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Bell's theorem - for or against Hidden Variables?
Thomas Ray: "Why non-locality?" NOT! It goes against everything we have learned about Nature.

That's as good an answer as any, but of course it's not decisive. Everywhere else in Nature influence is limited by speed of light, as far as we know. But apparently in QM the "collapse of the wave function" happens faster, for "entangled" particles, as shown in Bell type experiment. It's a new, different phenomenon, although it doesn't "go against" - i.e., doesn't contradict - any other facts. Often, in science and elsewhere, we run into NEW phenomena. This is one of those cases.

Thomas Ray: Let A = nonlocality  Let B = local realism

No. That explains why you didn't get my "logic lesson". In fact,

A = local realism
B = Bell's inequality

Thomas Ray: Local realism (Einstein causality) is constructed explicitly in the measure space of special relativity, and implicitly in general relativity, assuming spacetime is real. ("All physics is local".)  If we were comparing apples to apples, context would be supplied by measure space.  What is the measure space of Bell-Aspect?

There are (at least) two measure spaces involved. First, as you say, we assume Minkowski space (no need for curved GR space), but we're not really treating it as a measure space. Then there's the space of outcomes for Alice and Bob, which is simply tensor product of two copies of the pair of outcomes {-1, 1} with the obvious atomic PDF.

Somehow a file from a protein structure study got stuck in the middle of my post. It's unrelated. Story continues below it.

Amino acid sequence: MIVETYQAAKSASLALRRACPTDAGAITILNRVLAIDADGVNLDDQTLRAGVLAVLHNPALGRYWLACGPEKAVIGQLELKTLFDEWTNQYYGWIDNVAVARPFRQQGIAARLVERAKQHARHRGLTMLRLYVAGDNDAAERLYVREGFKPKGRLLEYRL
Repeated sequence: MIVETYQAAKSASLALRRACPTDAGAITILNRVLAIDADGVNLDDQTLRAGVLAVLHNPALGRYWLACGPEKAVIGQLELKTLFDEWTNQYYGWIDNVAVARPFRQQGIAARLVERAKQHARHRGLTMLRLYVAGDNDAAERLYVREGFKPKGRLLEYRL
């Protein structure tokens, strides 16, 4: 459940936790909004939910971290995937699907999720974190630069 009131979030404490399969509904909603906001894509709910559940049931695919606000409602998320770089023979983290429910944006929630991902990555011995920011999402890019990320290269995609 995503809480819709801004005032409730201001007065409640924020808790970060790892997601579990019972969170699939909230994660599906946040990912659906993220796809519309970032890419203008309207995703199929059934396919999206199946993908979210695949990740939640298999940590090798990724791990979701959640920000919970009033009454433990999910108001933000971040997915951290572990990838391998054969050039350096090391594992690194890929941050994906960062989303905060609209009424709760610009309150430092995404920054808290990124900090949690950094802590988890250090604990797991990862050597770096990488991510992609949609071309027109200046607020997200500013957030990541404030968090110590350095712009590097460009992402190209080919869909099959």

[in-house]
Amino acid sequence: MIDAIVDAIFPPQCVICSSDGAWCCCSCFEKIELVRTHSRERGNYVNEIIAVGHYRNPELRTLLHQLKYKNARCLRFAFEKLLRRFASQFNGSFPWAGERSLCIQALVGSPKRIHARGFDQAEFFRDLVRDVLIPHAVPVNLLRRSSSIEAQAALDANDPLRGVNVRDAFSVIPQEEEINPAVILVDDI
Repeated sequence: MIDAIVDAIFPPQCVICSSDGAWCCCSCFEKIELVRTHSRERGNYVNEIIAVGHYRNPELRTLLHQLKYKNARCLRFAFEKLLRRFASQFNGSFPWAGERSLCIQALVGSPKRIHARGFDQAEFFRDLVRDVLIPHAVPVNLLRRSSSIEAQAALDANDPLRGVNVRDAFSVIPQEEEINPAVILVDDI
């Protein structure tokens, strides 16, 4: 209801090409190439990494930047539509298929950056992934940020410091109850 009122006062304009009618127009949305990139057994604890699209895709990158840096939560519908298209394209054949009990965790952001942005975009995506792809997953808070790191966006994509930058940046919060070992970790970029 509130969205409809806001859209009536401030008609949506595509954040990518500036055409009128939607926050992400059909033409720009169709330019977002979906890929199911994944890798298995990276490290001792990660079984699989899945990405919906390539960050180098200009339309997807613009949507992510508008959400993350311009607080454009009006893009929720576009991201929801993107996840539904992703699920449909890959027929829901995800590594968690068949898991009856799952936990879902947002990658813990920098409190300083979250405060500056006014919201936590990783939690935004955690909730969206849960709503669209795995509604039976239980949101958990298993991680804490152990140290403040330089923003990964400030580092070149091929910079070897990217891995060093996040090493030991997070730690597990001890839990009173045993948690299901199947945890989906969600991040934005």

But the key one you're referring to is, no doubt, the space in which the premised "hidden variable", usually called lambda, lives. Its existence is only an hypothesis, which turns out to be wrong: evidently lambda doesn't exist. That means we can't say definitively what space it's an RV in. This point can cause confusion. Bell's theorem is supposed to be valid no matter what (reasonable) space you hypothesize for this RV! The normal choice would be SO(3), the 3-sphere (which, BTW, in mathematical topology we call the 2-sphere). The PDF would be assumed uniform, although other choices are possible. It doesn't matter whether you suppose this is the space of unit quaternions with zero real part (square roots of -1) or the more standard definition, vectors of norm 1. You could also use O(3) if you want. Even SO(2) could be used with appropriate assumptions. Bell's theorem works regardless. It also makes no difference if you justify the geometric algebra approach by invoking FLRW.

I hope that answers your question. Let me emphasize again the key source of confusion. Since it turns out lambda doesn't exist - the point of Bell's proof by contradiction - there isn't one definitive measure space for this RV. We should be able to assume any reasonable space for lambda. I can't imagine any that would invalidate Bell.

Finally note that what really counts here is the QM correlation function. Other aspects of Bell-Aspect experiment can be modelled differently, in various ways, not this one.

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RE: Bell's theorem - for or against Hidden Variables? - by secur - 07-23-2016, 04:56 PM

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